Lately, the buzz on the local sports talk radio channels has been all about Dirk Nowitzki, the star of the Dallas Mavericks, and what his future might be. All sources seem to indicate that he will be opting out of his current contract to sign a new deal with the Mavericks, a move that would give him more money in the long run and allow the team to save a little money to spend elsewhere on another free agent. Locals believe that Dirk is a legitimate star and #1 option who need only to have the right pieces put around him in order to win; however, many in the national media think that Dirk is a good #2 option at best.
The argument against Dirk as a #1 is flawed. It places expectations upon Dirk that aren’t applied equally to other stars in the league. For example, though LeBron has not won a title, this failure is placed on the inability of the Cavalier organization to put the right pieces around him to maximize his potential; yet, while the exact same scenario is true for Dirk, people was to say that he’s just not a capable #1 option. It’s ludicrous. Kobe didn’t win (after Shaq) until they brought in Gasol to help him. Jordon didn’t win until Pippen arrived. Pierce didn’t win until he got Allen and Garnett. The point is that it’s not about an individual at all – it’s about putting the right pieces together to form the best team.
This discussion peaked my interest because one of the biggest struggles I face in my humanity as a pastor is related to my value and ability. As I’ve said before, I fluctuate between inflation and deflation of my own ego.
Some days, I am tempted to believe that I am not good enough…that I can’t carry the load by myself…that I’m really only a good #2 guy that is supposed to make other #1 guys look good. The whisper in my ear says, “You’re only a Pippen.”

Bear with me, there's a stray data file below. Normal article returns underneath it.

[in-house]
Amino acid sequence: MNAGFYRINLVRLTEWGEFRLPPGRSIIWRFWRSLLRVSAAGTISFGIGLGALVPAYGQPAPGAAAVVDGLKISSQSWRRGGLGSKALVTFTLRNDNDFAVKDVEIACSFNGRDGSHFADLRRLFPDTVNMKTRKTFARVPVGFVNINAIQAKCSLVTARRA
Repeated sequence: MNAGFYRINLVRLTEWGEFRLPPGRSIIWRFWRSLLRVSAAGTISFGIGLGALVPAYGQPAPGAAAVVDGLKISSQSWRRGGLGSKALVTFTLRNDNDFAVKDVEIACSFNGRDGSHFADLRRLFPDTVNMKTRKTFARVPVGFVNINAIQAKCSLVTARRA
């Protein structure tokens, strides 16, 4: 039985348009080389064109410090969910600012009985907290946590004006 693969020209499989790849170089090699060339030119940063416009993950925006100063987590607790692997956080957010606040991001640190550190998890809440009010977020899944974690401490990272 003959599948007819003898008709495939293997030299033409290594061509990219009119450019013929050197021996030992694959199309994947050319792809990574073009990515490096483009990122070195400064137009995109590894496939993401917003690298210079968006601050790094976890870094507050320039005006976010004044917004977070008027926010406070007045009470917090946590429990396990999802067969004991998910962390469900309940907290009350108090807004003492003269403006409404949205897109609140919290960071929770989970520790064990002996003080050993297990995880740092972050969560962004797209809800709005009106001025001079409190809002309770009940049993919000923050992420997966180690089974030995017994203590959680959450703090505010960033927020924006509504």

Other days, I feel like there’s no smell emanating from the restroom as I depart from a different kind of number two.
Usually, it is one extreme or the other – the sin of not staying balanced and living within the tension.
I think my lack of stability stems from my tendency to evaluate myself against others. We all want to know that we are good enough and that we have what it takes to stick with this ministry thing for the long haul…and part of the way we gauge that is through the unfair and flawed system of comparison.
Wait, did I just say that out loud?
One day, I will learn to trust. To let go of my control. To flourish in the context to which God has called me instead of comparing myself to others. To finally accept who I am and how God has called me to serve. To rid myself of the temptation to think too highly or too lowly of my identity and ability. To stop using ungodly measurements to determine my worth. To know that a mosaic put together by God is much more beautiful that anything I could ever paint or assemble.